Thousands of Pacific walruses are storming the shore of a barrier island off Alaska.

They're not gathering for a party, a flash mob, or a SeaWorld audition (thank god). They're just kinda ... stuck. For now, anyway. One walrus spoke with us:


A natural part of pinniped (walruses, seals, and sea lions) life is a behavior known as "hauling out." That's when they hop out of the water onto ice or land for rest, mating, or birth; to avoid being devoured by predators; or even just to hang out.

Image by the U.S. Geological Survey.

But these enormous land haul-outs are a new phenomenon that started only in the last decade.

Right now, there are an estimated 5,000-6,000 walruses on shore near Point Lay, a largely Native village in northwestern Alaska. We have yet to see if the situation reaches the scale of last year's haul-out, when more than 35,000 walruses piled onto a nearby shore.

"What we have here, folks, is what scientists call a 'sh*t ton' of walruses."

Why are so many walruses hauling out to land, and why is it a problem?

The changing climate is melting the ice sheets that the walruses would otherwise be chillin' on during the summer months.

Here's how walruses live: wake up, swim, scour the ocean floor for food, rest, and repeat. They also mate and have babies and stuff in between, but that's about it.

Image by the U.S. Geological Survey.

Walruses like shallow water because they can't swim for long, and shallow waters mean shorter trips at mealtime. According to researchers at the U.S. Geological Survey (video below), that's exactly what draws them to this part of the ocean:

"Most of the world's ocean is 10,000 feet deep. Beneath the Chuchki Sea is an immense continental shelf that is only 150 feet deep. This vast shallow sea is extremely rich in the clams and worms so vital to the walrus."

But rising temperatures are causing their summer homes to retreat into the deeper waters of the north earlier in the year, leading to these massive haul-outs.

Unfortunately for walruses, life on land ain't easy.

They have to swim farther and/or deeper for food. Their huge numbers can drain food supplies more quickly, cause turf battles, and increase the chances of disease outbreaks.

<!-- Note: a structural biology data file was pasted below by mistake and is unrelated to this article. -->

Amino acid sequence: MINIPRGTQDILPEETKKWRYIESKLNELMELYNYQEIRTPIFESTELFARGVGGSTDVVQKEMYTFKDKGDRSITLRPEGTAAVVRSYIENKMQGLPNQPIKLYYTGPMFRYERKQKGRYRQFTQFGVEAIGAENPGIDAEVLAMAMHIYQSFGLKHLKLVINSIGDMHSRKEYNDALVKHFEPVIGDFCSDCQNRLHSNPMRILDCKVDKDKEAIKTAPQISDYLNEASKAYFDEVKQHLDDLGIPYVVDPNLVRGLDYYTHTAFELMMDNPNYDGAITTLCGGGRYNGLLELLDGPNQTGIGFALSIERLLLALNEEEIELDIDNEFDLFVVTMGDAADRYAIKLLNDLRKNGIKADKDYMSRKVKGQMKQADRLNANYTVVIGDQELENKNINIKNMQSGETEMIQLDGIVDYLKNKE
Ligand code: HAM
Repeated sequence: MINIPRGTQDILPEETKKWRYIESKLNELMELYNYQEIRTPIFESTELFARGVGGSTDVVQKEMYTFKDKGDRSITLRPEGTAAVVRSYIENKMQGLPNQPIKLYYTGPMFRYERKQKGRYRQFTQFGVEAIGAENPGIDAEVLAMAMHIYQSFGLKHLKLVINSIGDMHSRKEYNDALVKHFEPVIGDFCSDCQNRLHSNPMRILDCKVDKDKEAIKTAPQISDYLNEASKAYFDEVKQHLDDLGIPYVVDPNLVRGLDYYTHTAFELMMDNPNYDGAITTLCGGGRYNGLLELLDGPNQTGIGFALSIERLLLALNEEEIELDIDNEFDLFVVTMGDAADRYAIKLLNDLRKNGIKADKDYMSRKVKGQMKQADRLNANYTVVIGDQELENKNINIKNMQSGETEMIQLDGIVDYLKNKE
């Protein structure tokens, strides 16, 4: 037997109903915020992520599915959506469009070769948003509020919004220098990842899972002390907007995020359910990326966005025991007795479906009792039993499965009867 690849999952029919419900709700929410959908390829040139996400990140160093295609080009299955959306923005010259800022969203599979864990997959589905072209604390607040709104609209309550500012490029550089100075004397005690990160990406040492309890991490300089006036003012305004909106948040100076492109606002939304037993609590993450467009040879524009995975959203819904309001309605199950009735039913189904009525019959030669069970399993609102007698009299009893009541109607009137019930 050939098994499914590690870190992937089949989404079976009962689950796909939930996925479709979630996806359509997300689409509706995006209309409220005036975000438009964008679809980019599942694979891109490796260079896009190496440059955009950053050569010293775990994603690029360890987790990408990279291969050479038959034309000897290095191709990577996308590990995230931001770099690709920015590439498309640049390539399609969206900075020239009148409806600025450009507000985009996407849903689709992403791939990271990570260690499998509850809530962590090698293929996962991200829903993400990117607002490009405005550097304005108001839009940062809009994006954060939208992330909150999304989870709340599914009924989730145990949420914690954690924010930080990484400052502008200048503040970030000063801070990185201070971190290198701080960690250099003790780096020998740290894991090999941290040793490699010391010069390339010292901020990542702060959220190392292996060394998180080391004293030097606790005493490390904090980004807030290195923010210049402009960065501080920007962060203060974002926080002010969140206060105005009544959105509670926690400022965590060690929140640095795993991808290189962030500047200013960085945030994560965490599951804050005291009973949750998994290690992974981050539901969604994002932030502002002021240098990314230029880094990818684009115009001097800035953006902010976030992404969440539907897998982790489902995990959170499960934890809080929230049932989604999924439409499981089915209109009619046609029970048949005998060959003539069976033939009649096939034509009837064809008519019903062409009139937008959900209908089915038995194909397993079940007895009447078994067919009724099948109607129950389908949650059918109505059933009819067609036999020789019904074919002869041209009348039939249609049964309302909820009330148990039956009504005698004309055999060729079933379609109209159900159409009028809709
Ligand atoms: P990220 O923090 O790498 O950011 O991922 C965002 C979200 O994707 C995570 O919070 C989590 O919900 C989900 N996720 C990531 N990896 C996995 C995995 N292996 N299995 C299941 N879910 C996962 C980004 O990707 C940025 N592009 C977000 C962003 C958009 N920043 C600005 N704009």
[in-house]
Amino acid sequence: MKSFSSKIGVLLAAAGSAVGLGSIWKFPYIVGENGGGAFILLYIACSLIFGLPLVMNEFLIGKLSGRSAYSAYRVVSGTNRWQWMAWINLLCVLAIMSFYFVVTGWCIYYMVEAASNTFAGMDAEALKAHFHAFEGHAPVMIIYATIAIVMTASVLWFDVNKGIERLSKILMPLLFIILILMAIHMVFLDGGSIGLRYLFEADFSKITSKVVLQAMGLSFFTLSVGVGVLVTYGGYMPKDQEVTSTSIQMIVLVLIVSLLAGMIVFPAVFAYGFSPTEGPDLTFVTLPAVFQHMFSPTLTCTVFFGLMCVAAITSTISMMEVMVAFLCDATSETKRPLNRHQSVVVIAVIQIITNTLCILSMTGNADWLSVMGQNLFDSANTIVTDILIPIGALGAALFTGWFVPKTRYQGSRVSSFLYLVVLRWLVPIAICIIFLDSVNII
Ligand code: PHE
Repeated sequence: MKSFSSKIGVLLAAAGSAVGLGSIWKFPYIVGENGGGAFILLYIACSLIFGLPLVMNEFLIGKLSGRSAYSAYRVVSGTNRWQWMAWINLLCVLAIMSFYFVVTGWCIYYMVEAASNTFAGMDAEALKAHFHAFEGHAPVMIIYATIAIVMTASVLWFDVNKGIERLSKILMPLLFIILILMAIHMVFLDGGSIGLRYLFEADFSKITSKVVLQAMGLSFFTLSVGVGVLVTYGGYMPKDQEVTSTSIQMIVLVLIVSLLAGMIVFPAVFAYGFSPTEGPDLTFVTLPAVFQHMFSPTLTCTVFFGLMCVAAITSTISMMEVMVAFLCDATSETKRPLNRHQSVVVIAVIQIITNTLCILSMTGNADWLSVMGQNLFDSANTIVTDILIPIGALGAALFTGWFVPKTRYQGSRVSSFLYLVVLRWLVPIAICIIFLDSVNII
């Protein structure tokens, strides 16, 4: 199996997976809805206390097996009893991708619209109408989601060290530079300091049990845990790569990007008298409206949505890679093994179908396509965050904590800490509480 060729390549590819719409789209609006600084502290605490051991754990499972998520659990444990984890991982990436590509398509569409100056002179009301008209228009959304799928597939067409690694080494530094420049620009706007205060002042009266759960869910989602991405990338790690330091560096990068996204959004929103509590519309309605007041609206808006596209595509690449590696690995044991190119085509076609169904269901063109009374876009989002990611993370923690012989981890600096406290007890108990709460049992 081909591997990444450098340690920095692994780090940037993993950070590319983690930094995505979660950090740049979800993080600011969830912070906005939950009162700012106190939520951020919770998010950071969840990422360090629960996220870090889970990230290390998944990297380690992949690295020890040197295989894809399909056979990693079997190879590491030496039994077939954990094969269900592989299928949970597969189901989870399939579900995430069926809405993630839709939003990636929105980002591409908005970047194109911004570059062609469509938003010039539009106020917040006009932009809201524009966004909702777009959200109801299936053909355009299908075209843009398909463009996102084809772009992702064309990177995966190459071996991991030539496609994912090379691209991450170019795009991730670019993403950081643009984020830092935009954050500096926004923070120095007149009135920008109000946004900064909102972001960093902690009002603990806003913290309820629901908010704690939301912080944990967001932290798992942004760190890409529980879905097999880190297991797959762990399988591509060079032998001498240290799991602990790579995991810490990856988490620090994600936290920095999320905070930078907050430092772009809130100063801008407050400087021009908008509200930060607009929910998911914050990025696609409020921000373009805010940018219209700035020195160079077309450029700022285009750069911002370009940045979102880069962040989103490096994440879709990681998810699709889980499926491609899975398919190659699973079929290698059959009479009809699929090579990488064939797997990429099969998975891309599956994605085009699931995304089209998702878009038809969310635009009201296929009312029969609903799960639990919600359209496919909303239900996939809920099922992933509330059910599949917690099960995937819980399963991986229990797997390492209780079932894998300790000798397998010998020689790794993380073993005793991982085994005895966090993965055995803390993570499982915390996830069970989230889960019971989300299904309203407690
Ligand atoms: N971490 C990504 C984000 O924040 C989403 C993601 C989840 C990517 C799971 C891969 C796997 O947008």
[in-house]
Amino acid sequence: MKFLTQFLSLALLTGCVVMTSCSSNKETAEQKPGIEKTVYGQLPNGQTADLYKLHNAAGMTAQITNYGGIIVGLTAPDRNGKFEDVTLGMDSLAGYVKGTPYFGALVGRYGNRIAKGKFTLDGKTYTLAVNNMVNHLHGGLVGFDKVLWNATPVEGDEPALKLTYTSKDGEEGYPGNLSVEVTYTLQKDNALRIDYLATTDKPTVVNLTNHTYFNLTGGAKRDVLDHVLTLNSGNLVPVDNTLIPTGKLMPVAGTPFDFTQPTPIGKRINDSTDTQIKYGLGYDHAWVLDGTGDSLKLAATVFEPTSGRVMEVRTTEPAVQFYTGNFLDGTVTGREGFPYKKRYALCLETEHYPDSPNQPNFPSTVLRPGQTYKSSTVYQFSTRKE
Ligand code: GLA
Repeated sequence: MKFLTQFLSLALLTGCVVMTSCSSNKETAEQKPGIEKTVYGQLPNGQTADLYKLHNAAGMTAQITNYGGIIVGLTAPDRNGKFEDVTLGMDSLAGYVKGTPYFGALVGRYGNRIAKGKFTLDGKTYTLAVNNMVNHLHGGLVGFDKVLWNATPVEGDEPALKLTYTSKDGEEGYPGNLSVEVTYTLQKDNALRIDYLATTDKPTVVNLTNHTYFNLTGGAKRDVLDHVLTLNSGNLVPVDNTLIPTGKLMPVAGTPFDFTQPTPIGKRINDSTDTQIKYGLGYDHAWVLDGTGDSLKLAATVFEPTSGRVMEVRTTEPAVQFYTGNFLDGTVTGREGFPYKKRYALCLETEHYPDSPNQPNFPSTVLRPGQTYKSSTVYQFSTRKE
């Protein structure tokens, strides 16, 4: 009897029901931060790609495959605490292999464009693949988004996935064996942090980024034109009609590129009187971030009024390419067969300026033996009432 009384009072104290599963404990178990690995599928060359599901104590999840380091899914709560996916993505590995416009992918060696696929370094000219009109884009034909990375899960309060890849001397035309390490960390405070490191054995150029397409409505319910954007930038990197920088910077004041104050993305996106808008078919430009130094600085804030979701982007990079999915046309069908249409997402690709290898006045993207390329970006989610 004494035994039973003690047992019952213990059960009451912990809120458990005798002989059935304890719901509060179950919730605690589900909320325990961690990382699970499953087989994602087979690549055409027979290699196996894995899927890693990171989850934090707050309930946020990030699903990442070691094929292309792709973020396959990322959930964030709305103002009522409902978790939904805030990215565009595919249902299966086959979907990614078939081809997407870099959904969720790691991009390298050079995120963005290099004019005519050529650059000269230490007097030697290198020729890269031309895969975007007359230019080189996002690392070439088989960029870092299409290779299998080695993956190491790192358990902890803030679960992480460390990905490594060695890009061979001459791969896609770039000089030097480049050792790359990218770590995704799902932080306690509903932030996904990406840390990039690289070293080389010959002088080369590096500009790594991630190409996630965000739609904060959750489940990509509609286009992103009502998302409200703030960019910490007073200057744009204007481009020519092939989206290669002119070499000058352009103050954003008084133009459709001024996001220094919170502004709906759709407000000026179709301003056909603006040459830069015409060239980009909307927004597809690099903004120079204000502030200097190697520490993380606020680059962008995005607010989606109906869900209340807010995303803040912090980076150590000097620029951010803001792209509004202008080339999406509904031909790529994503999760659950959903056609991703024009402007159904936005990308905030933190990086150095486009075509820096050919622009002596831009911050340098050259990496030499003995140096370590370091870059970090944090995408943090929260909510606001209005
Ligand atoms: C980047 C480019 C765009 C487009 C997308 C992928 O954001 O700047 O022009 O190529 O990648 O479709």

Haul-outs of this size also put walruses at constant threat of human disturbance. Ships, planes, and even jerks with cameras can trigger stampedes that put calves at risk of injury or death.

Public domain photo by Joel Garlich Miller/U.S. Fish and Wildlife Service.

Officials have released a statement instructing media, tourists, and even locals to maintain their distance from the thousands of walruses crowding the shores. Our spokeswalrus agrees:

Walruses aren't the only ones who are worried about what's happening.

The walrus is an important part of native Alaskans' culture. They count on the walrus for food, clothing, boat building, tools, art, and a lot more. But rapid ice melt in the region, says the USGS, could create even more barriers to recovery:

"This longer season of open water has created the potential for greater human presence. Now, there is more opportunity for trans-ocean shipping, fishing, offshore oil and gas development, and tourism. Walrus and their calves must now contend with increased human presence, just as the security of their summer sea ice disappears."

The U.S. Fish and Wildlife Service thinks the walrus should be classified as a threatened species under the Endangered Species Act. But a decision won't be made until 2017, once researchers have done their digging. Hopefully, they won't be too late.

To learn more, check out this video by the U.S. Geological Survey:

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